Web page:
The Basic Guide about Private Prescriptions

  • Print Article |
  • Send to a Friend |
  • |
  • Add to Google |

Private prescriptions are usually requested for the following reasons:

• For patients away from home who have run out of their medication

• For items which a patient does not qualify for on the NHS. For example, Viagra

• For patients who need a prescription urgently and can’t wait for an NHS appointment

• For a problem that has just been diagnosed by a pharmacist and needs treatment

Private prescriptions can be taken to any pharmacy to be dispensed just like you would with an NHS one. The difference between an NHS prescription and a private prescription is that the pharmacy will charge the current NHS prescription rate of £7.40 per item on an NHS prescription (unless you are entitled to get them free). This charge of £7.40 is not related to the actual cost of the medication. With a private prescription you pay the cost of the drug plus the chemist’s fee, sometimes it will cost less than the NHS charge. Of course for certain drugs it may cost more than the standard NHS charge.

A private prescription is not written on an official NHS prescription and this means that it is not paid for by the NHS. An NHS prescription will have the NHS logo clearly visible on the front and on the reverse of the prescription there will be a form that you fill in to show any exemptions that are applicable. The pharmacy that dispenses the drugs on your private prescription will charge the full cost of the medication plus its own dispensing fee. It is a good idea to shop around as the total cost of your prescription will vary between different pharmacies.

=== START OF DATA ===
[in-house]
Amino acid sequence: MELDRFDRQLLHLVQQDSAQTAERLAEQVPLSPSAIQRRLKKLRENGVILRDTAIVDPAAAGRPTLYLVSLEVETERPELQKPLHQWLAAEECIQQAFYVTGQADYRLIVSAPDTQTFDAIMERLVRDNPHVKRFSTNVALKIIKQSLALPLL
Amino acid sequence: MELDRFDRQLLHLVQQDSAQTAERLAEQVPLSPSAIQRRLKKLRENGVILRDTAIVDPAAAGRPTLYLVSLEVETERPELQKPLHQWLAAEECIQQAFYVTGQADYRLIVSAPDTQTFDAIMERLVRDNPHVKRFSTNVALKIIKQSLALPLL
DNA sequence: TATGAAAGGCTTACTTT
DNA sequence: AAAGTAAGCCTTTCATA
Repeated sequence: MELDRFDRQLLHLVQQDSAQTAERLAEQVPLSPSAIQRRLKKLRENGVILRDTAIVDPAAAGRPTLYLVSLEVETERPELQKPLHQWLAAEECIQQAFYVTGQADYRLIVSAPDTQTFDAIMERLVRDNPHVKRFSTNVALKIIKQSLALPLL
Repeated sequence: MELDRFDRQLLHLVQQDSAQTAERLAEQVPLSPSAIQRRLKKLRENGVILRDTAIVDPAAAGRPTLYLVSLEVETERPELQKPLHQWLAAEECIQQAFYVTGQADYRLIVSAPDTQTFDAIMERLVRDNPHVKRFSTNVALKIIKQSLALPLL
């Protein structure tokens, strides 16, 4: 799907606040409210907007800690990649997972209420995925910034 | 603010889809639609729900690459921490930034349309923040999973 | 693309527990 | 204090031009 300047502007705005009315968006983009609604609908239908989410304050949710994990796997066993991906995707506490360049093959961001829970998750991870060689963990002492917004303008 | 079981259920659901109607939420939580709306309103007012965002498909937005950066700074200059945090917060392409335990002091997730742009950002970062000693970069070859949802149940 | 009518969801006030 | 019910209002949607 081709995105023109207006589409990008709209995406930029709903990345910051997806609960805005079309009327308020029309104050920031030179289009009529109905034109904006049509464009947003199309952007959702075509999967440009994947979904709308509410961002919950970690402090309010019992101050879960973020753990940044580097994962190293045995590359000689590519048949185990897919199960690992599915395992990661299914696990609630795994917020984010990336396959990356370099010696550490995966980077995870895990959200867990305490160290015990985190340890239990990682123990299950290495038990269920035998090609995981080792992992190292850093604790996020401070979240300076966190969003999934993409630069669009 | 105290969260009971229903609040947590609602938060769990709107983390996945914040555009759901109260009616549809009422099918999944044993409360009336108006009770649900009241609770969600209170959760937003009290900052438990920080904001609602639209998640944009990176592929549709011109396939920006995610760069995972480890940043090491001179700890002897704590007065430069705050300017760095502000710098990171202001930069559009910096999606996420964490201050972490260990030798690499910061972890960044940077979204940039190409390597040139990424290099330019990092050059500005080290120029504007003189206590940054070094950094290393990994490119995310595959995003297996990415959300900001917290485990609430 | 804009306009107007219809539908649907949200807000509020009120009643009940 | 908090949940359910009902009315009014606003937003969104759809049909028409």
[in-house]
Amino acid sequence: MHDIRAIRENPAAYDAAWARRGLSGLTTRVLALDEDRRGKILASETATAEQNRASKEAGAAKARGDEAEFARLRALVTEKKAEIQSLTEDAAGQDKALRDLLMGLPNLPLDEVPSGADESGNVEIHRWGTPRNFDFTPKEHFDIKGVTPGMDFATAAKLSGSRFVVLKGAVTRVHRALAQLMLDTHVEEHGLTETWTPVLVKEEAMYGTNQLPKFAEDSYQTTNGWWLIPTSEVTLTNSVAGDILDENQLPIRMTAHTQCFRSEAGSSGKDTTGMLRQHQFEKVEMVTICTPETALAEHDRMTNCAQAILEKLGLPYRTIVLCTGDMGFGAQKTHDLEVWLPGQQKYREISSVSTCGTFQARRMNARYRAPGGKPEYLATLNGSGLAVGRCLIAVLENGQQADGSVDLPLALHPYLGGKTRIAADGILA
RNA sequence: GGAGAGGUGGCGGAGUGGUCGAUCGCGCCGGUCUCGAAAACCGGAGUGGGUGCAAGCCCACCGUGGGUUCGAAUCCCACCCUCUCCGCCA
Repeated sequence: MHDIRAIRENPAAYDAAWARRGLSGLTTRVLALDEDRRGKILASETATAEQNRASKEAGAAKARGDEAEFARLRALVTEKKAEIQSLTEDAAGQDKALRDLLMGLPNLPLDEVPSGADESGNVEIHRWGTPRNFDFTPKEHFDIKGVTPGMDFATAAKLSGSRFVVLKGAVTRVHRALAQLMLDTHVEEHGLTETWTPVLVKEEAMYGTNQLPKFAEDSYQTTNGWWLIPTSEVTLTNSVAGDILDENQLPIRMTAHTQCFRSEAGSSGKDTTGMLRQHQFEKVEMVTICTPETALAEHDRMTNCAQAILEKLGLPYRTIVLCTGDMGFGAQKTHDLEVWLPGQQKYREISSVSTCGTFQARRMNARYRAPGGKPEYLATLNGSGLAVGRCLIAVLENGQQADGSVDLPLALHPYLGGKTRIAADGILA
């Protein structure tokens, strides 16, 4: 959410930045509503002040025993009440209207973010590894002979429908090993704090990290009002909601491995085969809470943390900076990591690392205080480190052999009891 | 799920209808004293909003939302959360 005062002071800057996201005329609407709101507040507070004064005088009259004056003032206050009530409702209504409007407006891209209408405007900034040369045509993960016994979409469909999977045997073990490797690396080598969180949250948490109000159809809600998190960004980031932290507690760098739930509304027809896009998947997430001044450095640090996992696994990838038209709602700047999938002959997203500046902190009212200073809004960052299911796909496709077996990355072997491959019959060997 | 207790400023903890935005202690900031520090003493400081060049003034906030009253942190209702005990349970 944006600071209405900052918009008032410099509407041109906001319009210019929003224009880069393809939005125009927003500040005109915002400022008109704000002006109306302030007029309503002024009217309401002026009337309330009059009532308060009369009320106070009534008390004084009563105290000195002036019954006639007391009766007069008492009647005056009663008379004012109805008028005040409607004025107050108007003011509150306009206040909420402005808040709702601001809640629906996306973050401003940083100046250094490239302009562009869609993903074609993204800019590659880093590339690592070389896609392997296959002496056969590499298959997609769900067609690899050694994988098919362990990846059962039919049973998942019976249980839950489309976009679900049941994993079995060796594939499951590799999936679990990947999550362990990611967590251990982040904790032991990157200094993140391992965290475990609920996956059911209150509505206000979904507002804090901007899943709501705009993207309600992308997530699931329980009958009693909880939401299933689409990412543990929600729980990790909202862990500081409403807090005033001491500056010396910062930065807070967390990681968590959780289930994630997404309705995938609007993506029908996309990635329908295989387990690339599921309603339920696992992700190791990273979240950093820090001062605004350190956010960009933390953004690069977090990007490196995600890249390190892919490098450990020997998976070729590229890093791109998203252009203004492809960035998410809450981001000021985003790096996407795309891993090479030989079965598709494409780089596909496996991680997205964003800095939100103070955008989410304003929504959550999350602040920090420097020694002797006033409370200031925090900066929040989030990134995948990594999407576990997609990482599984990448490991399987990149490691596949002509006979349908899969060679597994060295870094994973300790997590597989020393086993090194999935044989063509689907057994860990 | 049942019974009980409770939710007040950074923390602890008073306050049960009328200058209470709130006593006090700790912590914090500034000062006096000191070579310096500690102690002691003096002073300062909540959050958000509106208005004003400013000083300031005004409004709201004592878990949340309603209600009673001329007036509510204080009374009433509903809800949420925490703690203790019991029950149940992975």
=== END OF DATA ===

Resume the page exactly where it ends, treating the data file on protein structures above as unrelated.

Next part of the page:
Not all GP’s will charge you for issuing a private prescription but most however do. It is worth checking with your GP whether or how much they charge. The standard fee for a GP to issue a private prescription ranges from £15-£20 but with a private clinic the fee can start from £50 upwards.

With a private prescription a doctor is not restricted to offering the minimum amount of medication or the cheapest medication. Some doctors may be willing to offer more than one treatment on the same prescription which can allow a patient to evaluate the different treatments and decide which one is the most suitable.

The Department of Health lists all the drugs that the NHS is prepared to pay for and they are all in a book called the Drug Tariff. This book is updated on a monthly basis and it is likely that most, if not all, the drugs you need are available via the NHS. The Drug Tariff does have exceptions though so it is important to check.

Rate this Article:
  • Article Word Count: 452
  • |
  • Total Views: 12
  • |
  • permalink
  • Print Article |
  • Send to a Friend |
  • |
  • Add to Google |
>